Subscribe / Unsubscribe Enewsletters | Login | Register

Pencil Banner

Users have little confidence their company can protect their mobile device

Ryan Francis | May 2, 2017
Sixty-four percent of respondents are doubtful that their organization can prevent a mobile cyberattack.

Sean Ginevan, director of strategy with MobileIron, said IT has, for years, been perceived as "big brother." He added the world is rife with stories in which IT installed spyware, key loggers, web traffic filters and other technologies onto users' devices. Often this was in the name of "security," but it was perceived as a way for the corporation to intrusively snoop on what employees were doing at the office. 

“Rather than be the long arm of human resources, IT needs to act as an enabler for employees. Before deploying a BYOD program to employees, make sure there are tangible benefits for the employee,” he said. Provide tools for productivity beyond simple e-mail access; this can come about as cool applications that let the user be productive both inside and outside the office, secure web access to corporate intranet sites, or easy mechanisms to access business documents. 

He said IT needs to proactively communicate these benefits as a part of rolling out the BYOD program and continue communicating the benefits of the mobility program inside the business as improvements are made.

“Be sure to also communicate early and often about privacy – not just what IT will and won't monitor but also why. As new features are introduced, like Apple's HealthKit, be sure to allay any concerns employees may have by proactively addressing what these technologies mean to the BYOD program, even if business has no plans to leverage these new features internally,” he said,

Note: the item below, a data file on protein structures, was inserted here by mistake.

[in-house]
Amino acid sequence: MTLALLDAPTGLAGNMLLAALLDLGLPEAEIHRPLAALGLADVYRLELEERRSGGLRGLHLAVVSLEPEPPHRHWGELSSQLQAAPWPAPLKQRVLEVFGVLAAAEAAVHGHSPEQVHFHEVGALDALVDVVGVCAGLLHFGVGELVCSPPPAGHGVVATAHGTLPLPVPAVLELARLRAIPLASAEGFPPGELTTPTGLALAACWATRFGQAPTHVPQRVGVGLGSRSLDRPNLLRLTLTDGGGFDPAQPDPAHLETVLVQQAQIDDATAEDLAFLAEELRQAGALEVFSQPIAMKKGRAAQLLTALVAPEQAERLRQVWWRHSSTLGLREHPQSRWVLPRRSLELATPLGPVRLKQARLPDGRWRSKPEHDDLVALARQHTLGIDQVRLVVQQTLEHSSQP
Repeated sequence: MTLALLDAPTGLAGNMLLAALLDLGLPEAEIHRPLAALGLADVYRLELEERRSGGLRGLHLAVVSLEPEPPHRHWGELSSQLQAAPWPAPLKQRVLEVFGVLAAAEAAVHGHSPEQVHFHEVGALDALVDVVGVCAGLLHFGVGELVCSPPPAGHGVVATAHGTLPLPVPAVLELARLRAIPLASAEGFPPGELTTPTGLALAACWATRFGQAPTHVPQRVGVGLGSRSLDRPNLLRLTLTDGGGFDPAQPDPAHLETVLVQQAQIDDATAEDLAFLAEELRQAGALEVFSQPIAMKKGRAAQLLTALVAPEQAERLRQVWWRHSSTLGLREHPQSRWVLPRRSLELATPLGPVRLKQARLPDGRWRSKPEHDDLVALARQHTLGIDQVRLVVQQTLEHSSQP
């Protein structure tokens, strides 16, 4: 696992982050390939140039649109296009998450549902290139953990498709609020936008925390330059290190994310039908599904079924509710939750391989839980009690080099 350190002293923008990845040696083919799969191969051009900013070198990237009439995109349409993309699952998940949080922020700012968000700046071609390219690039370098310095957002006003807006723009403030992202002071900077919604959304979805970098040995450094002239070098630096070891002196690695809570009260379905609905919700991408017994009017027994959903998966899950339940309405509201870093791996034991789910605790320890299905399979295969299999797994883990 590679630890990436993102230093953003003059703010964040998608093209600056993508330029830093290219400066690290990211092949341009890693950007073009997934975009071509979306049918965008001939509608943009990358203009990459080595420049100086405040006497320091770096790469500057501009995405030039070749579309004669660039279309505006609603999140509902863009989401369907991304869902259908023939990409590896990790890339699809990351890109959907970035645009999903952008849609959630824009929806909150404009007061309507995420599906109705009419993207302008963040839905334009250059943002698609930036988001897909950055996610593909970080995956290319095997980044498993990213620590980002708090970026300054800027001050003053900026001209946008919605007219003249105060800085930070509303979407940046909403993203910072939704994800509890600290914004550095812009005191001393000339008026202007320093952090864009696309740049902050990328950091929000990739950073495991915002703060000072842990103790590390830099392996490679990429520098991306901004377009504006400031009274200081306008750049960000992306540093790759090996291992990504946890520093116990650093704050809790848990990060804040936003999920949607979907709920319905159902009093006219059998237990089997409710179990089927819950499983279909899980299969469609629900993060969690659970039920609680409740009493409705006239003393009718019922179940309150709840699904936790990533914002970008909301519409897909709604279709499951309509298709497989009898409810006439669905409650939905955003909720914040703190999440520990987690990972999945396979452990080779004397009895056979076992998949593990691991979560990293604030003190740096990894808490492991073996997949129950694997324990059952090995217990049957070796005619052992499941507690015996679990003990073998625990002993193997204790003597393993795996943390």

How would you set up a company network to make employees feel safer?

Ginevan said that can be accomplished with tools like the use of certificates that can help ensure that any information the employee transmits over the corporate wi-fi can’t be intercepted by attackers. Moreover, many of the corporate security tools, for instance monitoring that the operating system is up to date and whether it has been tampered with, ensure that end users' private data is protected alongside corporate data.

Hoyos reiterated security awareness training is the number one way to secure all of the endpoints, including those not owned by you which are clearly authorized to interact with your assets (read: BYOD). Nevertheless, there are several technical tools available to secure those interactions.

"But, it is imperative to find the right balance between security and the friction your end users must deal with, especially if those tools are impacting employees' own mobile devices," he said.


Previous Page  1  2  3 

Sign up for CIO Asia eNewsletters.